Police officers issued a total of 17 citations last weekend in yet another underage-drinking enforcement operation.
Belen Police Detective Joe Griego said the local underage-drinking task force is actively trying to curb the problem by going out to ensure minors aren’t getting their hands on alcohol.
“We gave quite a few citations that night,” Griego said. “It was a good night for us and, hopefully, we can send a message that we’ll be out there in force.”
The underage-drinking task force focused its efforts in Los Lunas last Friday night. Griego was joined by Linda Rodriguez, the local DWI coordinator, five Los Lunas police officers and an agent from the State Special Investigation’s division for the operation.
During the operation, police gave 11 citations to people for having open containers of alcohol, two for no insurance, one for no driver’s license and one for an expired registration. One citation was given to a minor in possession of alcohol and a 25-year-old Los Lunas man was cited for giving alcohol to a minor.
As the six officers walked into a local bar, Rodriguez returned to the car to retrieve her identification. While outside, Rodriguez called Griego on her cellular telephone informing him she smelled a suspicious odor coming from a vehicle.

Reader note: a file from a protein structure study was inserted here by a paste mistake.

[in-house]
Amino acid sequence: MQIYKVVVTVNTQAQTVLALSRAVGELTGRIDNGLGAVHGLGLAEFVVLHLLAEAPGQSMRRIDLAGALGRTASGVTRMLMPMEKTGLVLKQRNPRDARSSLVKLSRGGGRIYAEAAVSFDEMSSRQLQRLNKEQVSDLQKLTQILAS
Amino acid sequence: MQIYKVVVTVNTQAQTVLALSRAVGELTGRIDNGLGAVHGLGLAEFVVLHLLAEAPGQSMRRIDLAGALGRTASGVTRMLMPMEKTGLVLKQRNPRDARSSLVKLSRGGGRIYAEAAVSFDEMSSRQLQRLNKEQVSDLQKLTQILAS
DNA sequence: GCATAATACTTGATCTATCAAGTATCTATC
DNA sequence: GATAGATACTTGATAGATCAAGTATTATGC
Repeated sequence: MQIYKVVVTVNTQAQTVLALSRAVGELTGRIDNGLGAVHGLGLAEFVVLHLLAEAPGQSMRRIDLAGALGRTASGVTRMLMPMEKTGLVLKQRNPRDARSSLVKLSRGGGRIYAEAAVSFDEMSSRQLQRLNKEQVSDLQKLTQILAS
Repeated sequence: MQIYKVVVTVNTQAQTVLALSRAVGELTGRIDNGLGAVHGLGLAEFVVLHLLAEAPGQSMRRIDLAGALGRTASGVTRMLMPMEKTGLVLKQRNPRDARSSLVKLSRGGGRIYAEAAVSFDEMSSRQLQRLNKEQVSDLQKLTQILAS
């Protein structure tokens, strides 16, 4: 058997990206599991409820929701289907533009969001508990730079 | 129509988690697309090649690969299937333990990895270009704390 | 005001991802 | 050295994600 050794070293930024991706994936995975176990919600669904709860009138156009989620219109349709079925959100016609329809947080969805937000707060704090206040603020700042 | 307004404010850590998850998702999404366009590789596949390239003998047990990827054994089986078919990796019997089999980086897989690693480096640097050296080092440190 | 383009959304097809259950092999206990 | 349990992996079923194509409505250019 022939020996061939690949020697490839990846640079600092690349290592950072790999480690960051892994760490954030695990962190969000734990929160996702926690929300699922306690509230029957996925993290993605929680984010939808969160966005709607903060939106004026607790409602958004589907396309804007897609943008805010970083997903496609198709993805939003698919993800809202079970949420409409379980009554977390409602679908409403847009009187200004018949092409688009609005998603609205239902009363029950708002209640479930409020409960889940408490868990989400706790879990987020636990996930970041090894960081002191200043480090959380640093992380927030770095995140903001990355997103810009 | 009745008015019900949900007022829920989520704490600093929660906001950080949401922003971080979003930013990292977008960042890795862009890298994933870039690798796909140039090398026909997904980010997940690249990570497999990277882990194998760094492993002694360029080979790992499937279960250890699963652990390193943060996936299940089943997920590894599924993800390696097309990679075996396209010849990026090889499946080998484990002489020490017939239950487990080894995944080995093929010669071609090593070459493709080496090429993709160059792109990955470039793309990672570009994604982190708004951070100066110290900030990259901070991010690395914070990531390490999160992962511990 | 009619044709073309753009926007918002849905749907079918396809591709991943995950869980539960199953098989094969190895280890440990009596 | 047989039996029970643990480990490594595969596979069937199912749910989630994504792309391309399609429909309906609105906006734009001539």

“I approached the driver of the vehicle, and I identified myself and told him what I was doing,” Griego said. “When I asked him for his driver’s license, I could smell a very strong odor of marijuana coming from his person and from inside the car.”
Griego said he found a bag of marijuana on the driver, an 18-year-old man of Los Lunas, during a pat-down search. The detective also said he found a small scale in the man’s front shirt pocket.
Griego said the passenger in the vehicle, another 18-year-old Los Lunas man, was also reportedly found with a bag of marijuana.
The driver was arrested and charged with distribution of a controlled substance and the passenger was charged with possession of marijuana.
Rodriguez said, when they are out doing underage alcohol operations, they can see the public’s reaction to not being served or sold alcohol.”
“It comes down to our community’s acceptance of the youth and alcohol,” she said. “We need to continue to educate our community and business owners about the problem.”